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Tuesday, September 5th 2006

Keepin' Beatin'

The AbioCor artificial heart has been approved by the FDA.

The U.S. Food and Drug Administration on Tuesday approved the sale of the first implantable artificial heart — the AbioCor, pioneered in Louisville.

The decision runs against the advice of an FDA advisory panel last year, which essentially said the risks of the AbioCor heart were greater than the benefits.

Under Tuesday’s ruling, Massachusetts-based Abiomed Inc. can sell up to 4,000 AbioCor hearts a year for patients with no other options —although company officials and doctors expect the number of implants to be much smaller.

The AbioCor, made of titanium and plastic, is about the size of a softball and has no wires sticking out of the skin. It has been tested in 14 men, seven of whom received their hearts at Jewish Hospital in Louisville. The first was Robert Tools of Franklin, Ky., who received his implant in 2001 and lived with it for five months. Christerson’s artificial heart operated the longest.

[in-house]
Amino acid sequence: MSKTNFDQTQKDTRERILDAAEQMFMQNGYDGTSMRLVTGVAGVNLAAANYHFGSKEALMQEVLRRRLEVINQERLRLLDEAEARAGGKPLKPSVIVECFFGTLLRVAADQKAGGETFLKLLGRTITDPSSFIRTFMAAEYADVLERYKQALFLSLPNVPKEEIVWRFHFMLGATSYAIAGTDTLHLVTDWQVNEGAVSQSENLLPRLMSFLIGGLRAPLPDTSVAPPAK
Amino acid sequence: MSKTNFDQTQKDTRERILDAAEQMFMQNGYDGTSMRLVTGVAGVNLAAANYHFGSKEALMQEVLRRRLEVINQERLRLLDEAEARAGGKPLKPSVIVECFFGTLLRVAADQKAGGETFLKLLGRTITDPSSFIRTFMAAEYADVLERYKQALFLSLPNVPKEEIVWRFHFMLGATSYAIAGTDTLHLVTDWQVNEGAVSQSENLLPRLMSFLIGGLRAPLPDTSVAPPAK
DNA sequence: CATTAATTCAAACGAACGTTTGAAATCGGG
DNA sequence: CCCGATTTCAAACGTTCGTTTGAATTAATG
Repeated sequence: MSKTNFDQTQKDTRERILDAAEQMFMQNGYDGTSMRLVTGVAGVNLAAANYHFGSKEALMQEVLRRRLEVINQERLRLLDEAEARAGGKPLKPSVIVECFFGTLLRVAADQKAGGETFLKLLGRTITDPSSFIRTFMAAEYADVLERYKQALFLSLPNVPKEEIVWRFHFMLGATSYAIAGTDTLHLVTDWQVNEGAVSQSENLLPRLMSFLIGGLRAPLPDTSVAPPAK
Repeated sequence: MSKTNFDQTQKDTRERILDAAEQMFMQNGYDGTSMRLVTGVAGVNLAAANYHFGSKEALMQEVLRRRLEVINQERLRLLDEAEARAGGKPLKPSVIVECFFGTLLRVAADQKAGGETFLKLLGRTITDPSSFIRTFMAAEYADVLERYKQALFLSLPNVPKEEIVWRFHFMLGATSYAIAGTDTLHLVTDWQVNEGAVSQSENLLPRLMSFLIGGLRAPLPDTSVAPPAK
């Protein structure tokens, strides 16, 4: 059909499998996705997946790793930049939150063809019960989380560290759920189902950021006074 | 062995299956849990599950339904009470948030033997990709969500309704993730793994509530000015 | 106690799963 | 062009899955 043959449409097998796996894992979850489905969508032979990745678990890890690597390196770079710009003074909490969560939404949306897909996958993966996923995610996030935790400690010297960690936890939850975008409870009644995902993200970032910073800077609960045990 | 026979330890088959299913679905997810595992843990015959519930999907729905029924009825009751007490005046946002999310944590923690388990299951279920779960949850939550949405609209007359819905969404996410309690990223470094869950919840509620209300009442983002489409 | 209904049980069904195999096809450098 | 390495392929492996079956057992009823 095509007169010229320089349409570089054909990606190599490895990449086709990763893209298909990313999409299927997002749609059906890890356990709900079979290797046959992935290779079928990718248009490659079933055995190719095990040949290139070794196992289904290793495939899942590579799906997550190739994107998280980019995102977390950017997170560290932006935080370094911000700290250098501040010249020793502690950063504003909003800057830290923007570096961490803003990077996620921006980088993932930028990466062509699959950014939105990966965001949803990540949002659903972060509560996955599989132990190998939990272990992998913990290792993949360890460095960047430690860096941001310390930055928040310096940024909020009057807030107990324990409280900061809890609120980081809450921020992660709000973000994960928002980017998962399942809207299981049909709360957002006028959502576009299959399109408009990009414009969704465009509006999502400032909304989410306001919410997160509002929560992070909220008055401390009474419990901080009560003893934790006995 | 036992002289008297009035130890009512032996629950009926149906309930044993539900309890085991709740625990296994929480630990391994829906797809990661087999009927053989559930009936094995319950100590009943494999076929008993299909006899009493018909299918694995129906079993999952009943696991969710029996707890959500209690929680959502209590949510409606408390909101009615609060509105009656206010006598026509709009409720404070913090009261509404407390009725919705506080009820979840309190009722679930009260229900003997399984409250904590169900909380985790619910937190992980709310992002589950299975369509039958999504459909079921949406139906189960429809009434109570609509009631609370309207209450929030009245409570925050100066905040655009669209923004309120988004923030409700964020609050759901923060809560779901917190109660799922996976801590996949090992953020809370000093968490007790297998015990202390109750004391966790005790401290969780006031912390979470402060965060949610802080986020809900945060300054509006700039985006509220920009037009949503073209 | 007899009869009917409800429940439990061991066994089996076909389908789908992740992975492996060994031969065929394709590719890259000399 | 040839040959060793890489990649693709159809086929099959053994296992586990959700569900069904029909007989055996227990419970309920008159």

The AbioCor has faced similiar problems that other artificial hearts (such as the famous Jarvik-7) have. This 2002 article details some of the early bumps faced as the heart was tested.

Over at Medgadget they dismiss some criticisms of the approval (such that the device is a poor use of limited healthcare resouces).

Ah yes, the cost:benefit problem. Seems like the question for biomedical engineers no longer lies with solving an unsolvable medical problem, but with doing so in a cost effective manner.


Pretty Amazing

Despite the equiptment’s problems, and even if we can only extend a life for 6 months or a year, and no matter how “simplistic” the action of the heart, it will always amaze me we can replace someone’s failing heart with a piece of man made equiptment.

Although my thoughts on my future are more wide open with a year plus in medical school, one of the “ah ha!” moments in my decision to become a doctor came when I got to stand at the tableside of some CT surgeries. Heart surgery is an amazing thing, even if some figure cardiothoracic surgery to be a specialty on the rocks.


Get It? On The Rocks

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